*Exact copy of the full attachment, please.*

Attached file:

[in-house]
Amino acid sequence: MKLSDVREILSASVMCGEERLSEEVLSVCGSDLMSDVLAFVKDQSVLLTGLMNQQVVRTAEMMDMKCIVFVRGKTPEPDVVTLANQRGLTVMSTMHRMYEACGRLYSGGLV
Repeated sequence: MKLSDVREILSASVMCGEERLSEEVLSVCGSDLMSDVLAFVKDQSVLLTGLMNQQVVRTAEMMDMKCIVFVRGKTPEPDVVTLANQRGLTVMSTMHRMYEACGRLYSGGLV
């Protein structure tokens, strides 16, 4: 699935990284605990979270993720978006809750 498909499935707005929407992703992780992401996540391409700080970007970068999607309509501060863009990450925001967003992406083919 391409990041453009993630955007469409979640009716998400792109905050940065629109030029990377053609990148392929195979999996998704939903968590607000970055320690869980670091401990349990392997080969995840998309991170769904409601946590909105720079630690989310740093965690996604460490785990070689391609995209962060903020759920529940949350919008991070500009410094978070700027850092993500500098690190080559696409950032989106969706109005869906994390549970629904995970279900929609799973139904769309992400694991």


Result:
[in-house]
Amino acid sequence: MKLSDVREILSASVMCGEERLSEEVLSVCGSDLMSDVLAFVKDQSVLLTGLMNQQVVRTAEMMDMKCIVFVRGKTPEPDVVTLANQRGLTVMSTMHRMYEACGRLYSGGLV
Repeated sequence: MKLSDVREILSASVMCGEERLSEEVLSVCGSDLMSDVLAFVKDQSVLLTGLMNQQVVRTAEMMDMKCIVFVRGKTPEPDVVTLANQRGLTVMSTMHRMYEACGRLYSGGLV
């Protein structure tokens, strides 16, 4: 699935990284605990979270993720978006809750 498909499935707005929407992703992780992401996540391409700080970007970068999607309509501060863009990450925001967003992406083919 391409990041453009993630955007469409979640009716998400792109905050940065629109030029990377053609990148392929195979999996998704939903968590607000970055320690869980670091401990349990392997080969995840998309991170769904409601946590909105720079630690989310740093965690996604460490785990070689391609995209962060903020759920529940949350919008991070500009410094978070700027850092993500500098690190080559696409950032989106969706109005869906994390549970629904995970279900929609799973139904769309992400694991």